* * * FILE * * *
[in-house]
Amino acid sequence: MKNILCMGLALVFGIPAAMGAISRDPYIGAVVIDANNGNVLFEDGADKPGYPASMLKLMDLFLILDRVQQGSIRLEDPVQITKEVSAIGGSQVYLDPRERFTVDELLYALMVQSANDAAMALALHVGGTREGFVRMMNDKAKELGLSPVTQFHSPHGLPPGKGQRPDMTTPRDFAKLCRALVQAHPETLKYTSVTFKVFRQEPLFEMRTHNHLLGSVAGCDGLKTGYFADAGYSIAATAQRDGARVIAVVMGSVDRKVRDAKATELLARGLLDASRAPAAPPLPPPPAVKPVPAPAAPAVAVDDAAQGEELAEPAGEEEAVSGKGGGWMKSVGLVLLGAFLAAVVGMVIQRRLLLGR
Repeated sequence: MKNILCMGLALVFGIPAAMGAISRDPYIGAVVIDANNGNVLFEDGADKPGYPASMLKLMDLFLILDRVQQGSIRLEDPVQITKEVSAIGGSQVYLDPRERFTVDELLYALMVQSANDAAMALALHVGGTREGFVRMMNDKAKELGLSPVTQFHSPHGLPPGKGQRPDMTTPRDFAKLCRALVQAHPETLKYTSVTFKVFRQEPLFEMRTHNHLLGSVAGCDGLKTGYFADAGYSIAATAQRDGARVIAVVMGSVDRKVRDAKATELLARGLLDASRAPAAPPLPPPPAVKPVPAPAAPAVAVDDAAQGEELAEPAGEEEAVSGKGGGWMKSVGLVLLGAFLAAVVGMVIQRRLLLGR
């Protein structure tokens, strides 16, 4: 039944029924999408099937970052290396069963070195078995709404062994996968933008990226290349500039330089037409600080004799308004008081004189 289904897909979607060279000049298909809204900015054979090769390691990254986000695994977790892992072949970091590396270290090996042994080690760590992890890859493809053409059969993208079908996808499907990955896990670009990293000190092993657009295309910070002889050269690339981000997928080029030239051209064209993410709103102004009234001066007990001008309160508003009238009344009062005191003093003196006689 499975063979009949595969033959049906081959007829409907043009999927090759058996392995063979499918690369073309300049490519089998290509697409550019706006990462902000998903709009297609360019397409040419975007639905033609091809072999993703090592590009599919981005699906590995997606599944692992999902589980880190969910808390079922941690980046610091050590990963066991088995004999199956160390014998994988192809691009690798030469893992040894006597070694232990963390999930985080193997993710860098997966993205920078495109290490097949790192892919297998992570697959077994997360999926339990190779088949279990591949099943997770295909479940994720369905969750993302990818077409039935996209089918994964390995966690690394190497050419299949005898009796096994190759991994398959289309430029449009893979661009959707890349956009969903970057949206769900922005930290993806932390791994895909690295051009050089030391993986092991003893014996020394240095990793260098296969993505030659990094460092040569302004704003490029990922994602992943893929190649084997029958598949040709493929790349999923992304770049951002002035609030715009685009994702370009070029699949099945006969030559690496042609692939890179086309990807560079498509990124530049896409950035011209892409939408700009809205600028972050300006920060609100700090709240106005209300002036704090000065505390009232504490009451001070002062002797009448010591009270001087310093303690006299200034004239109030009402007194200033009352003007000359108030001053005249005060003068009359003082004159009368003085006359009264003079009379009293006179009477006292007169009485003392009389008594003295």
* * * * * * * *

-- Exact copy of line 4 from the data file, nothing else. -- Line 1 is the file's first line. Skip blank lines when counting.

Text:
């Protein structure tokens, strides 16, 4: 039944029924999408099937970052290396069963070195078995709404062994996968933008990226290349500039330089037409600080004799308004008081004189 289904897909979607060279000049298909809204900015054979090769390691990254986000695994977790892992072949970091590396270290090996042994080690760590992890890859493809053409059969993208079908996808499907990955896990670009990293000190092993657009295309910070002889050269690339981000997928080029030239051209064209993410709103102004009234001066007990001008309160508003009238009344009062005191003093003196006689 499975063979009949595969033959049906081959007829409907043009999927090759058996392995063979499918690369073309300049490519089998290509697409550019706006990462902000998903709009297609360019397409040419975007639905033609091809072999993703090592590009599919981005699906590995997606599944692992999902589980880190969910808390079922941690980046610091050590990963066991088995004999199956160390014998994988192809691009690798030469893992040894006597070694232990963390999930985080193997993710860098997966993205920078495109290490097949790192892919297998992570697959077994997360999926339990190779088949279990591949099943997770295909479940994720369905969750993302990818077409039935996209089918994964390995966690690394190497050419299949005898009796096994190759991994398959289309430029449009893979661009959707890349956009969903970057949206769900922005930290993806932390791994895909690295051009050089030391993986092991003893014996020394240095990793260098296969993505030659990094460092040569302004704003490029990922994602992943893929190649084997029958598949040709493929790349999923992304770049951002002035609030715009685009994702370009070029699949099945006969030559690496042609692939890179086309990807560079498509990124530049896409950035011209892409939408700009809205600028972050300006920060609100700090709240106005209300002036704090000065505390009232504490009451001070002062002797009448010591009270001087310093303690006299200034004239109030009402007194200033009352003007000359108030001053005249005060003068009359003082004159009368003085006359009264003079009379009293006179009477006292007169009485003392009389008594003295």